Paul Haggis’s ‘Third Person’

Third person, removed

Separate but intertwined plotlines can be an effective device when executed cleverly and carefully. But Third Person, the latest film from writer-director Paul Haggis, crumbles under the weight of its own multiple story line ambition. Haggis’s Crash, the 2004 Best Picture Oscar-winning film, was also a tale with multiple threads, but this time, the structure fails to satisfy.

Moran Atias and Adrien Brody in "Third Person." (Photo by Maria Marin - © 2014 - Sony Pictures Classics)

In Third Person, couples in three cities around the globe — New York, Paris, and Rome — mirror each other in their struggles with guilt and trust. But the depth of each plotline suffers, as the three-story juggling act does not allow each plot the time and arc to develop in any satisfying way. The result is three separate stories that jump from lifelessness to high melodrama in a way that is devoid of genuine emotional weight.

Each of the three stories features a shallowly written female lead. Haggis crafts his female characters as simple, damaged, willing victims. In a statement that the writer seems unfortunately attached to, one of his character declares, “Women have the gift of being able to deny any reality." Haggis’s three female leads adhere to this phrase, which serves as an infuriatingly shallow model for a character that, played three times over, becomes insufferable.

Julia (Mila Kunis), a frazzled young mother in the thick of a custody battle with her ex (James Franco), lives in New York. Though she adamantly denies any blame, we later learn that she did indeed injure her son. And so Haggis confirms his earlier statement by presenting a woman denying reality, utterly unable to help herself.

Next, in Paris we have Anna (Olivia Wilde), a writer who becomes the mistress of her mentor (Liam Neeson). She comes off as neurotic, demanding, and above all, damaged. Haggis has a way of oversimplifying her (very serious) suffering until she is only a troubled woman in need of an older man.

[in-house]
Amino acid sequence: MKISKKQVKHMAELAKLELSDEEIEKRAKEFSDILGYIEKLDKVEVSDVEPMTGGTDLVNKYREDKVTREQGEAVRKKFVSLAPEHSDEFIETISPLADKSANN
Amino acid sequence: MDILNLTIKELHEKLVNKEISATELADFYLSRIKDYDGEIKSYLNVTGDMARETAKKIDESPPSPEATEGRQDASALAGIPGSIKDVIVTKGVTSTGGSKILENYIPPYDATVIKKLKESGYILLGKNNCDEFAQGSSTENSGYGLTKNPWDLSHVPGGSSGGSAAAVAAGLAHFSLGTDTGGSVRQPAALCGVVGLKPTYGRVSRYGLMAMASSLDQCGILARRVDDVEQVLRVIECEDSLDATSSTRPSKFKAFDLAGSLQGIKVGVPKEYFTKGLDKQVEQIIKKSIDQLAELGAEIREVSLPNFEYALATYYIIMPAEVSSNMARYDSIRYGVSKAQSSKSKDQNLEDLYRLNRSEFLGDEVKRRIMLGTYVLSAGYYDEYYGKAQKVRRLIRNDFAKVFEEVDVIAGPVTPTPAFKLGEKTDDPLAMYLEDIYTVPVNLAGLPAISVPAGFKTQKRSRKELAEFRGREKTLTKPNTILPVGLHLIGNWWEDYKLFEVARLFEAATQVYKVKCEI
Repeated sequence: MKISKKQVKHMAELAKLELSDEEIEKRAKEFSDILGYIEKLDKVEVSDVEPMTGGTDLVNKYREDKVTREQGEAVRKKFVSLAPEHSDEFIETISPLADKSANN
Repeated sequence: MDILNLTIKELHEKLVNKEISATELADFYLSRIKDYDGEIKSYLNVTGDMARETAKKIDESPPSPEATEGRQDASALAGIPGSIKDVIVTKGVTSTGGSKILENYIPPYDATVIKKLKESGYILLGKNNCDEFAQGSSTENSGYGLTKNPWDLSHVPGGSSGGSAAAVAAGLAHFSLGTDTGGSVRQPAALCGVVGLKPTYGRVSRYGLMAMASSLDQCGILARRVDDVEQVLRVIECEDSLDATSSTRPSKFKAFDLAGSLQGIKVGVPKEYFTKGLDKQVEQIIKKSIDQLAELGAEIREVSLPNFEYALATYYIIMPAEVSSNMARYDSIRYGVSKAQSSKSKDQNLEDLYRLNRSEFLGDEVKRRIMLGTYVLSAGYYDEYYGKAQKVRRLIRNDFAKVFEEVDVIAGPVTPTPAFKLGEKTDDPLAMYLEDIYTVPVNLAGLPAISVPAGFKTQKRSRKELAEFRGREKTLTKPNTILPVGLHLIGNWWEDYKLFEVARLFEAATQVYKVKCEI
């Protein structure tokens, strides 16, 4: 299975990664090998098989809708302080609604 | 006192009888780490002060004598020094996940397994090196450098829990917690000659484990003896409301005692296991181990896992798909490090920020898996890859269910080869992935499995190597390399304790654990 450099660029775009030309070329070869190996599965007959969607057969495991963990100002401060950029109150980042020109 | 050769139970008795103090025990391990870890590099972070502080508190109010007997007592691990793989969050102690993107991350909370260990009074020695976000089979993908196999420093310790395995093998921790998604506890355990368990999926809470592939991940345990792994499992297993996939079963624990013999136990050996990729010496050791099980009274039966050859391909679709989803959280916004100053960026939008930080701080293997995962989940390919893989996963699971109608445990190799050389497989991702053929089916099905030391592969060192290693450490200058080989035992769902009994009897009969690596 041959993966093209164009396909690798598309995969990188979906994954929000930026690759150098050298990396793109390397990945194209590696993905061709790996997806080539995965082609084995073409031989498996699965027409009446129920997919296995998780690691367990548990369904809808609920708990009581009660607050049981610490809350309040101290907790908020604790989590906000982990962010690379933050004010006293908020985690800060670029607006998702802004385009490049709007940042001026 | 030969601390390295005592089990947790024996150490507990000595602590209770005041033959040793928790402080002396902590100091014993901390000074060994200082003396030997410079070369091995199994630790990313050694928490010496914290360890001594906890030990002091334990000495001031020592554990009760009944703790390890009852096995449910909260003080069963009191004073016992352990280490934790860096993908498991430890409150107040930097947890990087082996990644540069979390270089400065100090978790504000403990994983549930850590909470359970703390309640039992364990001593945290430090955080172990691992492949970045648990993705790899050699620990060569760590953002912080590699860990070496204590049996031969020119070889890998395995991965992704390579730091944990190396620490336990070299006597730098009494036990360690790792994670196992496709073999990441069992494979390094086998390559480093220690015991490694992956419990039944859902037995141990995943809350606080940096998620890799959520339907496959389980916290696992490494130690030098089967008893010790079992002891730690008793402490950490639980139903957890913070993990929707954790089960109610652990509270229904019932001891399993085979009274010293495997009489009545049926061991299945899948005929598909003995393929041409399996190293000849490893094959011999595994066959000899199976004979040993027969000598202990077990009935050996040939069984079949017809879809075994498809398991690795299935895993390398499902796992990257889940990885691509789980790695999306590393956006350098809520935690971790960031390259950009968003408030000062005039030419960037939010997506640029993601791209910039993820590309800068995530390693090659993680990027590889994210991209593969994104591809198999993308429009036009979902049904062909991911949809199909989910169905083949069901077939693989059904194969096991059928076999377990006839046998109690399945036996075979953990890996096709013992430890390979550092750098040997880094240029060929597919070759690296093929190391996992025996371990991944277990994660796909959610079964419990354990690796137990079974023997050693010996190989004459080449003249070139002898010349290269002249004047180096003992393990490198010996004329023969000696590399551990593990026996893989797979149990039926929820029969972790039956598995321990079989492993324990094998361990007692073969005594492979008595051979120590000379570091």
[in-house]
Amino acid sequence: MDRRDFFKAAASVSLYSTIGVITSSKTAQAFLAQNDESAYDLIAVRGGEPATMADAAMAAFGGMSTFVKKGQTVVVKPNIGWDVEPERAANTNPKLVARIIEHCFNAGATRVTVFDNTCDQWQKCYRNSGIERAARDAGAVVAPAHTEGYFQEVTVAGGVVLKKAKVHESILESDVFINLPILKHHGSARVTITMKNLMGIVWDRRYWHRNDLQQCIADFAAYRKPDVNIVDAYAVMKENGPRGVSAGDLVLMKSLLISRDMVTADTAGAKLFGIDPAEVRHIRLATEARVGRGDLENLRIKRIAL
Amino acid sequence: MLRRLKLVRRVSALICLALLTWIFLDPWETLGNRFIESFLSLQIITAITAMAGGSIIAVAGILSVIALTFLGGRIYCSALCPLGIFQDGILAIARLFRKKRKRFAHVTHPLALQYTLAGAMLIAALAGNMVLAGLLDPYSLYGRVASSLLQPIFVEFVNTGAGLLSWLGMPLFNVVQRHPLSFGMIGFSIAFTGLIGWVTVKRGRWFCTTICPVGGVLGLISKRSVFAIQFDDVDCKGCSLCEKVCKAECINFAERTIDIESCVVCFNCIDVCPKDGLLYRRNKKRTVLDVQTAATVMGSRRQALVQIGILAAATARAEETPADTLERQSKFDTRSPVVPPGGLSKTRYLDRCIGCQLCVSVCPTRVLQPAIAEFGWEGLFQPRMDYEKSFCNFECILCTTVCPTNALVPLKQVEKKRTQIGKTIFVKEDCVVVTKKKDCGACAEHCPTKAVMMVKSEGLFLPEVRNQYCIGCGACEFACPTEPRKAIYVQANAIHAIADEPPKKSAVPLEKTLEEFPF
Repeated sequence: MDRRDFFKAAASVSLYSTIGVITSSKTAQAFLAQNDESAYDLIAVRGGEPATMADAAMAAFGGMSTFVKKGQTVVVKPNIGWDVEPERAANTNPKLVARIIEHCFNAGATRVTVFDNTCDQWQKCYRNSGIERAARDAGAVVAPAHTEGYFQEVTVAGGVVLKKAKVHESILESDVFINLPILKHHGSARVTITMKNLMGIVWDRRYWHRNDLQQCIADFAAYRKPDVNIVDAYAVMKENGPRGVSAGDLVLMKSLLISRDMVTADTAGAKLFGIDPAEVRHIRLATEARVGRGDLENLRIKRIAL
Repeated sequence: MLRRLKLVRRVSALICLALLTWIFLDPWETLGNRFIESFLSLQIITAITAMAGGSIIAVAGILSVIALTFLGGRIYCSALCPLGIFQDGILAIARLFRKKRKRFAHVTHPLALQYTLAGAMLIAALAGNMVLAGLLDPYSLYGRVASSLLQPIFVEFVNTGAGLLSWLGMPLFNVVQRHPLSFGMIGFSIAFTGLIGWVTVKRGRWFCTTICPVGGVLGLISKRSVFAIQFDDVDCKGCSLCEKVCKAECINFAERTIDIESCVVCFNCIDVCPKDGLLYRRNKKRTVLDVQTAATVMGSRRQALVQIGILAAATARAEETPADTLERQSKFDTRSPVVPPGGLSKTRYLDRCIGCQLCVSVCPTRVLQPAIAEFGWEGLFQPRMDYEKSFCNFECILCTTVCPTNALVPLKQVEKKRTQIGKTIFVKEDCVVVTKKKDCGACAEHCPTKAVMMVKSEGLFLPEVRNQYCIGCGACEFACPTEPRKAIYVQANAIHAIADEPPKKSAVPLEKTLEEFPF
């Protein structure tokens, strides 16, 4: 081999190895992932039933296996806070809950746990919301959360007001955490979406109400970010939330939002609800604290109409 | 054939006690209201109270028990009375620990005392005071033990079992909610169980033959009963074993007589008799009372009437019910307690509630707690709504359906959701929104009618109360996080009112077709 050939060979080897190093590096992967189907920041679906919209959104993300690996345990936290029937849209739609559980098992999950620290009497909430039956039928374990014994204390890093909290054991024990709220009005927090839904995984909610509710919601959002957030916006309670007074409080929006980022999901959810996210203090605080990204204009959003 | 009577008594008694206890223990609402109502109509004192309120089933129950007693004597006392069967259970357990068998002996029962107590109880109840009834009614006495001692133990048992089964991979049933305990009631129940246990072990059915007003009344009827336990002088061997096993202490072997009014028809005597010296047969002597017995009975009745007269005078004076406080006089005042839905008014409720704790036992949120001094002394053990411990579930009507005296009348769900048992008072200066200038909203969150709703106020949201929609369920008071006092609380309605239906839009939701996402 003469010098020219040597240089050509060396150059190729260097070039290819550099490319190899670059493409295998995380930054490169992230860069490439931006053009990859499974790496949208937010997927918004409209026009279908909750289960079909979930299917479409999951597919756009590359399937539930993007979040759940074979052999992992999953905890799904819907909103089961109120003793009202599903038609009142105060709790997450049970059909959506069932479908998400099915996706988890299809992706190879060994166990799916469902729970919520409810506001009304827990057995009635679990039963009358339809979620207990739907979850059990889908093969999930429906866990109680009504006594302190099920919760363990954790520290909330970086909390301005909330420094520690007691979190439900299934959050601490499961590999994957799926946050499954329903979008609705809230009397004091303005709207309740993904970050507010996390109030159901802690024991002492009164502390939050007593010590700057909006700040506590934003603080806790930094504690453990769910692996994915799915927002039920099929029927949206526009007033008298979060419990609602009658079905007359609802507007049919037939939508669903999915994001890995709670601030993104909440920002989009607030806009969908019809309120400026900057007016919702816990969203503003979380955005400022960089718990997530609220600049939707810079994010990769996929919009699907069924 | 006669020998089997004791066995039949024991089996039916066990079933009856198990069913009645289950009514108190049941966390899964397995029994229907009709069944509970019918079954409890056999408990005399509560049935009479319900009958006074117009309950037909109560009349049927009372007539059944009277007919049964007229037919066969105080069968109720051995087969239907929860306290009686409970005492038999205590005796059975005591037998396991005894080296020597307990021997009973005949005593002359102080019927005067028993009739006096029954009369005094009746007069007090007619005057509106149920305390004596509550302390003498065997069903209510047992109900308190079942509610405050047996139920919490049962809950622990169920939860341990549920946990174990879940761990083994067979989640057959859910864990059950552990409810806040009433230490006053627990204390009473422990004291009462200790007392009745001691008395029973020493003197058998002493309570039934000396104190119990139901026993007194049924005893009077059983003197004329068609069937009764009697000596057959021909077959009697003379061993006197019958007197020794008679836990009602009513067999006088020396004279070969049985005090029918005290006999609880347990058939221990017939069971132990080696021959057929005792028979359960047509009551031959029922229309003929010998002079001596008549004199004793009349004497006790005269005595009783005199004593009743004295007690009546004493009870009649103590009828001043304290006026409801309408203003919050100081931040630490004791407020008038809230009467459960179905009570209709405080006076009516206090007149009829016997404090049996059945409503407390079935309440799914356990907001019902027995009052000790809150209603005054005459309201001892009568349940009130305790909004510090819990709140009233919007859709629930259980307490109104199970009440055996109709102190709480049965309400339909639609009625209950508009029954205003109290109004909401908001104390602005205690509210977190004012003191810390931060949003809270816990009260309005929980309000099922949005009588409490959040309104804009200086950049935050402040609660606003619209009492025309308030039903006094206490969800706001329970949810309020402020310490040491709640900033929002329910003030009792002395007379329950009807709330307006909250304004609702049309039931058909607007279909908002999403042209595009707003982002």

Finally, in Rome, Monika (Moran Atias), a beautiful homeless Roma woman, has the most agency in this trio of helpless women — but she uses it to con a wealthy American man (Adrien Brody) into helping her. By the end of the film, she childishly leans into his protection — another story of a damaged woman carried off by an older, wiser, wealthier man.

The eternal triangle

Paul Haggis has said that the movie’s title comes from the idea that there is always a third person in a relationship. This is certainly the case for these couples, whose relationships echo with the guilt that stems from this third person — a spouse, a mistress, a lost child. But the title also implies detachment.

In one manifestation of the distancing device, Anna’s Pulitzer Prize-winning mentor, Michael, keeps a private journal in which he writes about himself in the third person. Another strange example of this removal is the way that Anna and Michael flirt with each other. They call themselves “she” and “he” — a running joke that reveals the real distance between them.

The writing of the film itself suffers from this same kind of detachment, with each plotline and each character falling short. When Haggis ultimately reveals the connection between the three threads, the twist feels empty as well. He waits until the final minutes of the film to reveal a potentially powerful connection, but the revelation is flimsy, rushed, and unsatisfying after such a lengthy film. Third Person underwhelms in its attempt to tie together three separate threads. Its downfall is the very detachment implied by its title.

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